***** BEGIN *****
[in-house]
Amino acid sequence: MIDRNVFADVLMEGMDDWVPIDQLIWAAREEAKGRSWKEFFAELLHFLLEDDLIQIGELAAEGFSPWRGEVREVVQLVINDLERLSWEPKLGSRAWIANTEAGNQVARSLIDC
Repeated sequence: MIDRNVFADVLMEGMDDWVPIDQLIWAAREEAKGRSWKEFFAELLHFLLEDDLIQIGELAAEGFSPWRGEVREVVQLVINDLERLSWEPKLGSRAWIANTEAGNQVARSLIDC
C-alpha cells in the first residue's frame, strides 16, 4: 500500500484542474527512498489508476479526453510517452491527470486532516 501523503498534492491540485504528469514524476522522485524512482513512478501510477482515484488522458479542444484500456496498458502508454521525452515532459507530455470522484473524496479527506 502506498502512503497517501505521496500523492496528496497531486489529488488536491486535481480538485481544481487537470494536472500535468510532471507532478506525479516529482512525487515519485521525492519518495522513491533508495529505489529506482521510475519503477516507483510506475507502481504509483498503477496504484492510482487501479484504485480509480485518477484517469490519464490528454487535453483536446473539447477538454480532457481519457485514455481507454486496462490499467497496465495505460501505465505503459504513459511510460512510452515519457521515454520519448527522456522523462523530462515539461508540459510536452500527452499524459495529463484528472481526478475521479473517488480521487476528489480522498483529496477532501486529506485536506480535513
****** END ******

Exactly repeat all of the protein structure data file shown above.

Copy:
[in-house]
Amino acid sequence: MIDRNVFADVLMEGMDDWVPIDQLIWAAREEAKGRSWKEFFAELLHFLLEDDLIQIGELAAEGFSPWRGEVREVVQLVINDLERLSWEPKLGSRAWIANTEAGNQVARSLIDC
Repeated sequence: MIDRNVFADVLMEGMDDWVPIDQLIWAAREEAKGRSWKEFFAELLHFLLEDDLIQIGELAAEGFSPWRGEVREVVQLVINDLERLSWEPKLGSRAWIANTEAGNQVARSLIDC
C-alpha cells in the first residue's frame, strides 16, 4: 500500500484542474527512498489508476479526453510517452491527470486532516 501523503498534492491540485504528469514524476522522485524512482513512478501510477482515484488522458479542444484500456496498458502508454521525452515532459507530455470522484473524496479527506 502506498502512503497517501505521496500523492496528496497531486489529488488536491486535481480538485481544481487537470494536472500535468510532471507532478506525479516529482512525487515519485521525492519518495522513491533508495529505489529506482521510475519503477516507483510506475507502481504509483498503477496504484492510482487501479484504485480509480485518477484517469490519464490528454487535453483536446473539447477538454480532457481519457485514455481507454486496462490499467497496465495505460501505465505503459504513459511510460512510452515519457521515454520519448527522456522523462523530462515539461508540459510536452500527452499524459495529463484528472481526478475521479473517488480521487476528489480522498483529496477532501486529506485536506480535513